And so it goes with coffee and with poetry.

- Ed Coletti / July 2008

The following response comes from friend and wonderful poet Jack Crimmins


Ed, thanks for the ancient Chinese madman poem (See Du Fu's poem below and also Jack Crimmins' poem "The End of Poetry.")! I liken it somewhat to your ancient Open Mike Max madman poem which I think captures City Max very well.

And re "Skillions", it is very interesting to me at this time about the world of poets, poems and money.

The poet Jack Gilbert has said that money ruined poetry, i.e. that the money in it for those who make it; teaching at universities, publishing w/trade presses, big prizes (gary snyder just won $100, 000 from somebody), has made poets keep producing the same work/ same books over and over, when sometimes they had only one good book early on but needed to keep going to make money.

And Silliman cries out that the big publishers keep giving the prizes to writers who publish with their presses, like Robert Haas, cuz it keeps people buying their books.

And money, lack of money, lately has me asking myself questions about my own publishing. Whether to put one's own money into books, then hawk them oneself, and really thinking I probably won't do that much more. There are so many poets now that to find a publisher that is willing to pay for producing a book is a crap shoot, and highly unlikely w/out moving in the right circles, mostly teaching, or some kind of post-avant press world, or getting a huge write-up from Silliman.

Which then makes me question why then write poems except for the joy of it. Jack Gilbert only published a few books, in part saying he thinks publishing takes some of the joy out of poetry. Of course, if one doesn't publish, there is no money, no anything, except the joy of writing.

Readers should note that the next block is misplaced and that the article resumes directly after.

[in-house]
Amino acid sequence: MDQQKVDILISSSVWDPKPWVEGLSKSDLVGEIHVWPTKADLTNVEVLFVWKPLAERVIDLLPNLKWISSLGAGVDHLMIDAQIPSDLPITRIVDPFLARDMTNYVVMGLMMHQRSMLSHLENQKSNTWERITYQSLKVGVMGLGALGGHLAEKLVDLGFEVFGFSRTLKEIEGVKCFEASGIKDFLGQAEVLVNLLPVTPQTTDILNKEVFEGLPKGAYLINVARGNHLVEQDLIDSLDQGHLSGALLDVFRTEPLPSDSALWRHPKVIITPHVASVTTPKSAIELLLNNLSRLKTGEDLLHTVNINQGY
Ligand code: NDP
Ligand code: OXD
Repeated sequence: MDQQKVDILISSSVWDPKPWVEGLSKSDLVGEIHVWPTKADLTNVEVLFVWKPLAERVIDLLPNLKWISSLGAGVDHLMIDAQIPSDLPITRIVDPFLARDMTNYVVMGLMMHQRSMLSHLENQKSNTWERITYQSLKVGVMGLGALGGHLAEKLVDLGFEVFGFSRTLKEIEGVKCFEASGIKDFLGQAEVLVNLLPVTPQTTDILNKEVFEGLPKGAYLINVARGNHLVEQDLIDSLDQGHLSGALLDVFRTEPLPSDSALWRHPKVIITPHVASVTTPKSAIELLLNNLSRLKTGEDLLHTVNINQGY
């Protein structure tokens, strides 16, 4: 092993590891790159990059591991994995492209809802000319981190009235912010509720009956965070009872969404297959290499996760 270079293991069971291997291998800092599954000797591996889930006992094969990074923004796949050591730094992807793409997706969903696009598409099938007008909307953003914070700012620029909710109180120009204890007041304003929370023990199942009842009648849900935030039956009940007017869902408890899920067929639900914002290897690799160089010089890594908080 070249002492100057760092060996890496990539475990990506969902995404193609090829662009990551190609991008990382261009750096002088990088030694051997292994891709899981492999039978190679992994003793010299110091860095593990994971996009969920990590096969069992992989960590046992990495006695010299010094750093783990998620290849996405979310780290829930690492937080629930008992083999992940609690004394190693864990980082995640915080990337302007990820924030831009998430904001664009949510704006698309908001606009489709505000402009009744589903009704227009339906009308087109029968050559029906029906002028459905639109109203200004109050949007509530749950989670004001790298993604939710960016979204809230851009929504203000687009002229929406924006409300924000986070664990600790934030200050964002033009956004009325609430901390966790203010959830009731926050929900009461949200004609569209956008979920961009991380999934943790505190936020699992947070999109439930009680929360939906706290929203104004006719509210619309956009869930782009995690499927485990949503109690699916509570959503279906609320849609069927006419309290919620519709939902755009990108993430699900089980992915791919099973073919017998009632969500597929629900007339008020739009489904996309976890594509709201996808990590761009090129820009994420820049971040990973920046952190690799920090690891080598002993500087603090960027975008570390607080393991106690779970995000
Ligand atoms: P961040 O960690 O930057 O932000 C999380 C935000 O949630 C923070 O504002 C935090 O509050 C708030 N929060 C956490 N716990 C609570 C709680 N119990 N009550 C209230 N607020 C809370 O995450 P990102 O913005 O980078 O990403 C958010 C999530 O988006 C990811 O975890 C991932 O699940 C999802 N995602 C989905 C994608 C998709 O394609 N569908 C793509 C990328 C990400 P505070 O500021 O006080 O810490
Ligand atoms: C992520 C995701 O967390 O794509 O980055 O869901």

Which then makes me think, why not go body surfing instead? Anyhow, check out the attached poem.

Best, jack


I Am a Madman

My thatched cottage stands
just west of Thousand Mile Bridge

this Hundred Flower Stream
would please a hermit fisherman

bamboo sways in the wind
graceful as any court beauty

rain makes the lotus flower
even more red and fragrant

but I no longer hear from friends
who live on princely salaries

my children are always hungry
with pale and famished faces

does a madman grow more happy
before he dies in the gutter?

I laugh at myself -- a madman
growing older, growing madder.

- Du Fu (712 - 770)

The End of Poetry

emptiness no emptiness
done again
with words done
fire outside of time
the shallow end
pools of desert water
fool’s gold
a fever
in the mountains
a fortune found
writing again
emptiness no emptiness

~ Jack Crimmins / January 18, 2008

Comment Here on any of the above or below and read the comments of others too. Log in under "Name" or "Anonymous" if you like, but please be sure to sign some facsimile of your name. Actual name is best, but use what you like. Or email me at edcoletti@sbcglobal.net if you have difficulty.